Above: Zemi Beach
By Alexander Britell
The story of the downturn in the Caribbean was largely about the projects that didn’t get built.
That was also true on the island of Anguilla, where several developments shuttered or stalled in the years since the financial crisis.
Now, however, tiny Anguilla is becoming one of the region’s success stories — with renewed interest from hotel developers and residential buyers and a host of new projects either on the way or already launched.
“The market in Anguilla is turning,” said Jeffrey Goldstein, who is developing the Zemi Beach a condominium hotel, leading the charge in Anguilla’s new wave of development.
Zemi Beach, designed by Lane Pettigrew Associates, will ultimately be a 28-unit condominium hotel and spa, located on 5.25 acres on Anguilla’s famed Shoal Bay.
It’s directly adjacent to Anguilla’s Fountain Cavern National Park, with 1,200 feet of beachfront.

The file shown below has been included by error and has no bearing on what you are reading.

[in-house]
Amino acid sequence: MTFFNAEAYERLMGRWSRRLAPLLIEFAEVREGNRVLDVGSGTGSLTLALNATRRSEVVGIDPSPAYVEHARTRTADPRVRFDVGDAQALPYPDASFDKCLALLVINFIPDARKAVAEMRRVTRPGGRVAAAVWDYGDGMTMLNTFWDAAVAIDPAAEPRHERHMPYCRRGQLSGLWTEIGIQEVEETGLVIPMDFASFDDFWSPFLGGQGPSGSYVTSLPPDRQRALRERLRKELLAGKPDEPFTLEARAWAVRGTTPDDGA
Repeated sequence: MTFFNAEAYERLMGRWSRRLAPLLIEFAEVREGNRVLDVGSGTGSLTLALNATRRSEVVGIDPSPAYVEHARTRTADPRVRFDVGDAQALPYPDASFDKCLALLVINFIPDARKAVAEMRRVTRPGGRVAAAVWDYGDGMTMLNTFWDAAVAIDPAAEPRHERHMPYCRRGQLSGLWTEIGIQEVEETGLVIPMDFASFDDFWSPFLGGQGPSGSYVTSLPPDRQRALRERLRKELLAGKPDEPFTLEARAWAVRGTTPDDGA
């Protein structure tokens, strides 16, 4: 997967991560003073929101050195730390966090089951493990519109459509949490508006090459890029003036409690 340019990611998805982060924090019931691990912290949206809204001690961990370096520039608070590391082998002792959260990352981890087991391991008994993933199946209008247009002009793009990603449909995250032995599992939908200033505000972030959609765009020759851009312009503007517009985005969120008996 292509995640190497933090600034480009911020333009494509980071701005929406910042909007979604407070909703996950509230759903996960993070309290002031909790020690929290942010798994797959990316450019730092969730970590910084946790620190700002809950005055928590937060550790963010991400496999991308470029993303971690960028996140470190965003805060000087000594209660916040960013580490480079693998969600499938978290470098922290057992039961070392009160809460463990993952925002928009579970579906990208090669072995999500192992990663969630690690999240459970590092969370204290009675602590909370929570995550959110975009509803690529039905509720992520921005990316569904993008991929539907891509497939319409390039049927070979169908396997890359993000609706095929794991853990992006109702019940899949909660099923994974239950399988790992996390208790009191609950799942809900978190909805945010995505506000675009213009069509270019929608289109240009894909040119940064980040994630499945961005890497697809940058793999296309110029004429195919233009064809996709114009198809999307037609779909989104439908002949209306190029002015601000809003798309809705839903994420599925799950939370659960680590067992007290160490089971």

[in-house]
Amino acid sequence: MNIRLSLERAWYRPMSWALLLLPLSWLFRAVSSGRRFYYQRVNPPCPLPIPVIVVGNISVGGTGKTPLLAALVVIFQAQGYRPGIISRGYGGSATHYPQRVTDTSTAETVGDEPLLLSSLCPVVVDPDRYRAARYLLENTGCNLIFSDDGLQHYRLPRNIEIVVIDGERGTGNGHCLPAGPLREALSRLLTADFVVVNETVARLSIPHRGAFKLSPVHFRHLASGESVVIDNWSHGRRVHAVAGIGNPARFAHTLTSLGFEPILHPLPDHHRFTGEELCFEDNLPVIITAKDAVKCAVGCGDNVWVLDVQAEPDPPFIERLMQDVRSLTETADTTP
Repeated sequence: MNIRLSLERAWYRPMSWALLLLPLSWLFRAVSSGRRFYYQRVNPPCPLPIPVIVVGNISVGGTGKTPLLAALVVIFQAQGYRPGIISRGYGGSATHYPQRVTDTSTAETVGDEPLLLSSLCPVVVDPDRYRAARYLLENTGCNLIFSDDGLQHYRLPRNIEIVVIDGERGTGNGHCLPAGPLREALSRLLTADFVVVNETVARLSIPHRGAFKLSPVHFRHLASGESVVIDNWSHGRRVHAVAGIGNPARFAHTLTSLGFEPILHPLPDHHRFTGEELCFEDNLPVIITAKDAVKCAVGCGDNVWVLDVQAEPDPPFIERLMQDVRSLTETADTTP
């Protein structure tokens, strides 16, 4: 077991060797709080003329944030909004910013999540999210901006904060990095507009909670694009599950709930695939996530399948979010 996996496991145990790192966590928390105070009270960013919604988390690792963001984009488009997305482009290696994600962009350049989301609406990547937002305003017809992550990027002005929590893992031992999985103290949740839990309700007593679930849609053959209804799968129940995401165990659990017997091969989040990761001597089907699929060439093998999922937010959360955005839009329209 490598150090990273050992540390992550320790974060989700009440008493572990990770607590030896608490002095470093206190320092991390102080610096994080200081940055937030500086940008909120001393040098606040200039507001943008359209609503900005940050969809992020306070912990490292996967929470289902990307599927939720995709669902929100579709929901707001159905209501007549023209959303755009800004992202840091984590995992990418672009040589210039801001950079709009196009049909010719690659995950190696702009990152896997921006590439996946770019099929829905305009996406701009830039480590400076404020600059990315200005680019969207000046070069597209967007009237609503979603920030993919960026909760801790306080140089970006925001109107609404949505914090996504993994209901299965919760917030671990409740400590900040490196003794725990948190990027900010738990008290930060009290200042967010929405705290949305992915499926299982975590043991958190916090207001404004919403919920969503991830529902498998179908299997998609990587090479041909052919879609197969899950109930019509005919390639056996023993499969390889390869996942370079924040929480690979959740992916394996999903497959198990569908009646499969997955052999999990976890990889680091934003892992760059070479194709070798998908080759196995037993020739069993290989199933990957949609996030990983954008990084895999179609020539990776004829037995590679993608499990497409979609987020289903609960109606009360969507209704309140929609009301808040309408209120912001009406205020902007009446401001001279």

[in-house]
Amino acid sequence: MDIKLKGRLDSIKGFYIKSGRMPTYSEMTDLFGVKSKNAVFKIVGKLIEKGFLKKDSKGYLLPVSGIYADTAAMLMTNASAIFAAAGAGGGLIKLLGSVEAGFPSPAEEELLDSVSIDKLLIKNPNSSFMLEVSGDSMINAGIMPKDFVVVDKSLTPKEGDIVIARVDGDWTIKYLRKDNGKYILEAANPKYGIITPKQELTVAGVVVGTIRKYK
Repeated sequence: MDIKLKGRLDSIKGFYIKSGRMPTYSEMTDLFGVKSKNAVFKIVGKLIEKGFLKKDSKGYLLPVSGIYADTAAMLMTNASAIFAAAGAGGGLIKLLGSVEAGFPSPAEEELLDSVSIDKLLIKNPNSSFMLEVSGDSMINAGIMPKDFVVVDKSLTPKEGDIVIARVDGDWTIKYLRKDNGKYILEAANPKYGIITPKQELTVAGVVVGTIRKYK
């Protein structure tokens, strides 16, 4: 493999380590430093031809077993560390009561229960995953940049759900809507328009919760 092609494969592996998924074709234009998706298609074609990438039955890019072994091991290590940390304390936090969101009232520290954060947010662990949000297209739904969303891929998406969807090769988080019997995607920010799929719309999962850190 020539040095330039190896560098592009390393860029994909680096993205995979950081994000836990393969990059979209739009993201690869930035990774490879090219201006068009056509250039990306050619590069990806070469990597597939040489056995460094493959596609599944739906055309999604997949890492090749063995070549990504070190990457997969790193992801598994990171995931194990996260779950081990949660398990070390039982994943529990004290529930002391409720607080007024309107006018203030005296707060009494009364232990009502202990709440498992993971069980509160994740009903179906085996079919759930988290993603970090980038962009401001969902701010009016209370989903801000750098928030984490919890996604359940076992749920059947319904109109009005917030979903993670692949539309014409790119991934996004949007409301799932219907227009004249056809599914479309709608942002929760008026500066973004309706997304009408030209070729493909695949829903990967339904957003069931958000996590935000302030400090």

“Our property is like a little island in the middle of Shoal Bay,” Goldstein told Caribbean Journal.
Zemi Beach will be a condominium with a managed hotel programme, meaning buyers can rent out their residences when not on island.
“If you’re in the rental programme, then you get 56 days a year to actually stay at Zemi Beach – most people aren’t looking for more than that,” said Naomi Cambridge, director of sales at the project. “The great thing is that will pay for all the costs of owning the property and make them some money.”
Thus far, the interest has come from two of Anguilla’s major tourism source markets: the Northeast and New York, and the United Kingdom, with four sales through the end of January.
It’s the beach, frequently voted among the best in the region and the world, that is the major attraction, they say.
“There isn’t another luxury condo development on Anguilla,” Cambridge said. “The feedback from people has been that this is what they’ve been waiting for — the fact that we’re building on this beach.”
That, and the emotional relationship many visitors tend to develop with Anguilla.
“I think it’s a real love thing,” she said. “I’ve been selling in the Caribbean for eight years, and I’ve never come across an island that had such sort of devotion — people really love it.”